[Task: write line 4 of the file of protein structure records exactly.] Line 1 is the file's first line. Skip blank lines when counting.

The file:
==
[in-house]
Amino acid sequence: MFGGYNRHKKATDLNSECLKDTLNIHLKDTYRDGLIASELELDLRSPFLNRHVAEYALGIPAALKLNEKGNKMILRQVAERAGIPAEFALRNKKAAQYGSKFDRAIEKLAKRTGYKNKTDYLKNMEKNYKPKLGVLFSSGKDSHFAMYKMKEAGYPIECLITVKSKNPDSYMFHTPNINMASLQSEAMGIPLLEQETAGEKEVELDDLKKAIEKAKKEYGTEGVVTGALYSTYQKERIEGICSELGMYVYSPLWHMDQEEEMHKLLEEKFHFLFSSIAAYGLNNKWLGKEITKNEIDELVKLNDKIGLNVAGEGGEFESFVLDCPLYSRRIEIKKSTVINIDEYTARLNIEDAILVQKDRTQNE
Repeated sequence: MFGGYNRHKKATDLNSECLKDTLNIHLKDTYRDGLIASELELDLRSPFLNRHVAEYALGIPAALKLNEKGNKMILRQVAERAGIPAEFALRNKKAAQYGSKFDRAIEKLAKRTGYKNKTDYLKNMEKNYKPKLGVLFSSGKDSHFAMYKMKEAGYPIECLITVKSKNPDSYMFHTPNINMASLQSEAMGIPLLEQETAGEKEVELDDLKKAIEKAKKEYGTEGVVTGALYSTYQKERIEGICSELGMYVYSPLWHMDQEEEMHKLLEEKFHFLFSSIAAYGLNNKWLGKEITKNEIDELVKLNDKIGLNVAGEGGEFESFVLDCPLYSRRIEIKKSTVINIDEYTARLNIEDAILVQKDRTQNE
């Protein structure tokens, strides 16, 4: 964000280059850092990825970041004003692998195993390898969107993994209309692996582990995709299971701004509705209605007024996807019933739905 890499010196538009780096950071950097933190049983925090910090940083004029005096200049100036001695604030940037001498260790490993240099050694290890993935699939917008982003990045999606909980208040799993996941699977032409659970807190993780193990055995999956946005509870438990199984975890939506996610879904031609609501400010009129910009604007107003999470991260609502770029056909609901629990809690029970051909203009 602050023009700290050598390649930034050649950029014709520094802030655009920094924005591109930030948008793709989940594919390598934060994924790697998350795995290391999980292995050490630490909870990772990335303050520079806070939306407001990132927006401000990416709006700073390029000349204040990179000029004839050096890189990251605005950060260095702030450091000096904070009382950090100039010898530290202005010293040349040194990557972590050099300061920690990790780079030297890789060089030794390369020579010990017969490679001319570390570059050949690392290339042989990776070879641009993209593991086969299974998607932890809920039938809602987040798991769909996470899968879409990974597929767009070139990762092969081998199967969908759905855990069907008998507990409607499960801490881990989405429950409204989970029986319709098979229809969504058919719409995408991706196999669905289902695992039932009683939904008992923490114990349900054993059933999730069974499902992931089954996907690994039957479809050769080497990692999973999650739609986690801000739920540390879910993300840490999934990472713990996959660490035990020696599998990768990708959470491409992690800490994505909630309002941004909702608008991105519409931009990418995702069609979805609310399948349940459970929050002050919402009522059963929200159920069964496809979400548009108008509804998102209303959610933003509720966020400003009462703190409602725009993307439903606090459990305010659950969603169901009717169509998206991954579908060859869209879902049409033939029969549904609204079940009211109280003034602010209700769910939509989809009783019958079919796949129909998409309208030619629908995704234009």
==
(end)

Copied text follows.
């Protein structure tokens, strides 16, 4: 964000280059850092990825970041004003692998195993390898969107993994209309692996582990995709299971701004509705209605007024996807019933739905 890499010196538009780096950071950097933190049983925090910090940083004029005096200049100036001695604030940037001498260790490993240099050694290890993935699939917008982003990045999606909980208040799993996941699977032409659970807190993780193990055995999956946005509870438990199984975890939506996610879904031609609501400010009129910009604007107003999470991260609502770029056909609901629990809690029970051909203009 602050023009700290050598390649930034050649950029014709520094802030655009920094924005591109930030948008793709989940594919390598934060994924790697998350795995290391999980292995050490630490909870990772990335303050520079806070939306407001990132927006401000990416709006700073390029000349204040990179000029004839050096890189990251605005950060260095702030450091000096904070009382950090100039010898530290202005010293040349040194990557972590050099300061920690990790780079030297890789060089030794390369020579010990017969490679001319570390570059050949690392290339042989990776070879641009993209593991086969299974998607932890809920039938809602987040798991769909996470899968879409990974597929767009070139990762092969081998199967969908759905855990069907008998507990409607499960801490881990989405429950409204989970029986319709098979229809969504058919719409995408991706196999669905289902695992039932009683939904008992923490114990349900054993059933999730069974499902992931089954996907690994039957479809050769080497990692999973999650739609986690801000739920540390879910993300840490999934990472713990996959660490035990020696599998990768990708959470491409992690800490994505909630309002941004909702608008991105519409931009990418995702069609979805609310399948349940459970929050002050919402009522059963929200159920069964496809979400548009108008509804998102209303959610933003509720966020400003009462703190409602725009993307439903606090459990305010659950969603169901009717169509998206991954579908060859869209879902049409033939029969549904609204079940009211109280003034602010209700769910939509989809009783019958079919796949129909998409309208030619629908995704234009």